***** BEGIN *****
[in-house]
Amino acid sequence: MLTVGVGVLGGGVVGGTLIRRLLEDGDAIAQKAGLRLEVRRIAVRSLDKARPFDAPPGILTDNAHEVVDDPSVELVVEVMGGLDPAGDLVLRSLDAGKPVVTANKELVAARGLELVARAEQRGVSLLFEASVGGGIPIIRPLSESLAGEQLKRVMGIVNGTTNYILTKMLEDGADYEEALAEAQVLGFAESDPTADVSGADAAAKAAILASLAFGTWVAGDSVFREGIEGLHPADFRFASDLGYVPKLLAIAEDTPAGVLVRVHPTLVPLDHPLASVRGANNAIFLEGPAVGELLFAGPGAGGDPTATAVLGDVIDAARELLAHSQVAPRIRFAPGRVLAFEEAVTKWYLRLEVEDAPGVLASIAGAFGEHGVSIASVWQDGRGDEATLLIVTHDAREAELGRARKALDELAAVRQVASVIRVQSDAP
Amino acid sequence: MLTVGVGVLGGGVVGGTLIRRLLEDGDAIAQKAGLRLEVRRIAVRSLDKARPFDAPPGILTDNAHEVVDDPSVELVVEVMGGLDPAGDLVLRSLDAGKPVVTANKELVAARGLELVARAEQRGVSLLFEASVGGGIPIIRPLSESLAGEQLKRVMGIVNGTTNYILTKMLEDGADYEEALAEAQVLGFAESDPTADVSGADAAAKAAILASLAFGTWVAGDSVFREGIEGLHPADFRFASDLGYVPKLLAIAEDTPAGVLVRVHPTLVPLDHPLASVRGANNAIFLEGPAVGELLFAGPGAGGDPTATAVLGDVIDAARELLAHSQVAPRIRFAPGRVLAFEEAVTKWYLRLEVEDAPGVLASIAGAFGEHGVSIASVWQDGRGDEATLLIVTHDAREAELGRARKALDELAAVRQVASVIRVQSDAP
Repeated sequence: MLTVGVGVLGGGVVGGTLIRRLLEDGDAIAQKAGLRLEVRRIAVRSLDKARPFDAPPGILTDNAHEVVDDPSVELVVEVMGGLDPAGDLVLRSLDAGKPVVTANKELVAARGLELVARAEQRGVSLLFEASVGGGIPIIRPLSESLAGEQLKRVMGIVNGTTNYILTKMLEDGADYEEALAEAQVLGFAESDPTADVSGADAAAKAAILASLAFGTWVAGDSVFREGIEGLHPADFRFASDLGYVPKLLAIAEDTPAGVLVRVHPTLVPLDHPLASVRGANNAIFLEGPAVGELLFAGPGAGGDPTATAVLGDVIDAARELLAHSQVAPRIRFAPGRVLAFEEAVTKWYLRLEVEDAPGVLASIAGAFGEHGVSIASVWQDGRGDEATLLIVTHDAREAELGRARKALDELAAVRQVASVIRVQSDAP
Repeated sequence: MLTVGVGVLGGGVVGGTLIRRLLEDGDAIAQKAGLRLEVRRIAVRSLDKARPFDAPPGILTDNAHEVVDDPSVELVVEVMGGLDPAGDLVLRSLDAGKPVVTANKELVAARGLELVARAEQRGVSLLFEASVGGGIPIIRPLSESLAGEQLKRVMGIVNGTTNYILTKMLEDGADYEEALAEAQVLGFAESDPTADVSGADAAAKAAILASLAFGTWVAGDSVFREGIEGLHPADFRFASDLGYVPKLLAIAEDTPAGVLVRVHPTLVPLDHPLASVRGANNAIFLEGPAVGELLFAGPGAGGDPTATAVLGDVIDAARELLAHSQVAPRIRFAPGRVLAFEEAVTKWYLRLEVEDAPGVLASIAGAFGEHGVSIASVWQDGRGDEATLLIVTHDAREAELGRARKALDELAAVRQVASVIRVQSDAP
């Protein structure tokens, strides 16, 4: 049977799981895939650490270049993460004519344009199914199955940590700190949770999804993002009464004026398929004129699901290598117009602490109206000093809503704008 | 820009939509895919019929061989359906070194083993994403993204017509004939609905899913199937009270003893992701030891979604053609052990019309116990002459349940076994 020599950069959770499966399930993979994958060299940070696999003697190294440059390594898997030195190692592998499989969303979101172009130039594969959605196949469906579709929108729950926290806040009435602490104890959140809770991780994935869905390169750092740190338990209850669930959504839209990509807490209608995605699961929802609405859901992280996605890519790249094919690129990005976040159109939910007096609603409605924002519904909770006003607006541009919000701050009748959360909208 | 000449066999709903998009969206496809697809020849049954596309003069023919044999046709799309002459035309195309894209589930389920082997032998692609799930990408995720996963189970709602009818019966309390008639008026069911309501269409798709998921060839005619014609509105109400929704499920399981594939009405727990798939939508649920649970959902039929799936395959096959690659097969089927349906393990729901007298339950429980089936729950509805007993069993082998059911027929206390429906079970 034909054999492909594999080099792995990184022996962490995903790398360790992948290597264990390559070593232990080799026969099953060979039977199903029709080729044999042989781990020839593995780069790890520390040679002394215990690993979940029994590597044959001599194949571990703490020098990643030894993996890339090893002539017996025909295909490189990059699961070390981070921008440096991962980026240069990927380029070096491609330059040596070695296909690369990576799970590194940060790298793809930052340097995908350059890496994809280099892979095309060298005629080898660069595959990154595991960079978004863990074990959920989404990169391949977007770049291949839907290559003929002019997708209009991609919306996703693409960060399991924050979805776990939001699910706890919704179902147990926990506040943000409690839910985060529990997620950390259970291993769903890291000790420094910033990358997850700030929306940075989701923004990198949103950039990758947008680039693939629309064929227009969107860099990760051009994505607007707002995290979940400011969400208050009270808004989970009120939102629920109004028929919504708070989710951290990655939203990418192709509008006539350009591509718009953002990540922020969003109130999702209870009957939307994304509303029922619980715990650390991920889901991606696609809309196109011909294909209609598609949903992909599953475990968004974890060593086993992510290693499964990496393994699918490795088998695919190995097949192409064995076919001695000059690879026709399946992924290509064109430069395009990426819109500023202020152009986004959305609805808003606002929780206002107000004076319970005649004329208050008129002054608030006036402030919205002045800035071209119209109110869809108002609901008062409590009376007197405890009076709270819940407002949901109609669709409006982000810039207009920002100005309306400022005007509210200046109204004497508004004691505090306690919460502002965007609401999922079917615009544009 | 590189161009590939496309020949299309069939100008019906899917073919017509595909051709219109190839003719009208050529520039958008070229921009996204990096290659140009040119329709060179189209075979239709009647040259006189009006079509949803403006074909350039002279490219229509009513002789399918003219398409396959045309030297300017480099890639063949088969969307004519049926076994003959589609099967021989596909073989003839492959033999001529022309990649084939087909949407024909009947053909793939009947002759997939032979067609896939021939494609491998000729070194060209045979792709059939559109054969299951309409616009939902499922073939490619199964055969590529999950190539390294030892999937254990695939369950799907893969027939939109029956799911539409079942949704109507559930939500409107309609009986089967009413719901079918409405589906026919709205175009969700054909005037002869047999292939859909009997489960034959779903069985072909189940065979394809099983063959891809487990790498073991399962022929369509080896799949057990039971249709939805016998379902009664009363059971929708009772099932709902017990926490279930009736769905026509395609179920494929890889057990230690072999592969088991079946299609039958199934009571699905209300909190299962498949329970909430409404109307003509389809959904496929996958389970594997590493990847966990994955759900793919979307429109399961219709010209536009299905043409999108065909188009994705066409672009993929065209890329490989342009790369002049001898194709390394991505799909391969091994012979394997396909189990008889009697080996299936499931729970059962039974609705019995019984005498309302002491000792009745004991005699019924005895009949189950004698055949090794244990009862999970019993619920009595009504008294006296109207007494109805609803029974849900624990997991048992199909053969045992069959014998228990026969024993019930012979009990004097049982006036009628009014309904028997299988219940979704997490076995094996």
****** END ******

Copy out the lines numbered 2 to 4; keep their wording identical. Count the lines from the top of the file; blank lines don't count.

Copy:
Amino acid sequence: MLTVGVGVLGGGVVGGTLIRRLLEDGDAIAQKAGLRLEVRRIAVRSLDKARPFDAPPGILTDNAHEVVDDPSVELVVEVMGGLDPAGDLVLRSLDAGKPVVTANKELVAARGLELVARAEQRGVSLLFEASVGGGIPIIRPLSESLAGEQLKRVMGIVNGTTNYILTKMLEDGADYEEALAEAQVLGFAESDPTADVSGADAAAKAAILASLAFGTWVAGDSVFREGIEGLHPADFRFASDLGYVPKLLAIAEDTPAGVLVRVHPTLVPLDHPLASVRGANNAIFLEGPAVGELLFAGPGAGGDPTATAVLGDVIDAARELLAHSQVAPRIRFAPGRVLAFEEAVTKWYLRLEVEDAPGVLASIAGAFGEHGVSIASVWQDGRGDEATLLIVTHDAREAELGRARKALDELAAVRQVASVIRVQSDAP
Amino acid sequence: MLTVGVGVLGGGVVGGTLIRRLLEDGDAIAQKAGLRLEVRRIAVRSLDKARPFDAPPGILTDNAHEVVDDPSVELVVEVMGGLDPAGDLVLRSLDAGKPVVTANKELVAARGLELVARAEQRGVSLLFEASVGGGIPIIRPLSESLAGEQLKRVMGIVNGTTNYILTKMLEDGADYEEALAEAQVLGFAESDPTADVSGADAAAKAAILASLAFGTWVAGDSVFREGIEGLHPADFRFASDLGYVPKLLAIAEDTPAGVLVRVHPTLVPLDHPLASVRGANNAIFLEGPAVGELLFAGPGAGGDPTATAVLGDVIDAARELLAHSQVAPRIRFAPGRVLAFEEAVTKWYLRLEVEDAPGVLASIAGAFGEHGVSIASVWQDGRGDEATLLIVTHDAREAELGRARKALDELAAVRQVASVIRVQSDAP
Repeated sequence: MLTVGVGVLGGGVVGGTLIRRLLEDGDAIAQKAGLRLEVRRIAVRSLDKARPFDAPPGILTDNAHEVVDDPSVELVVEVMGGLDPAGDLVLRSLDAGKPVVTANKELVAARGLELVARAEQRGVSLLFEASVGGGIPIIRPLSESLAGEQLKRVMGIVNGTTNYILTKMLEDGADYEEALAEAQVLGFAESDPTADVSGADAAAKAAILASLAFGTWVAGDSVFREGIEGLHPADFRFASDLGYVPKLLAIAEDTPAGVLVRVHPTLVPLDHPLASVRGANNAIFLEGPAVGELLFAGPGAGGDPTATAVLGDVIDAARELLAHSQVAPRIRFAPGRVLAFEEAVTKWYLRLEVEDAPGVLASIAGAFGEHGVSIASVWQDGRGDEATLLIVTHDAREAELGRARKALDELAAVRQVASVIRVQSDAP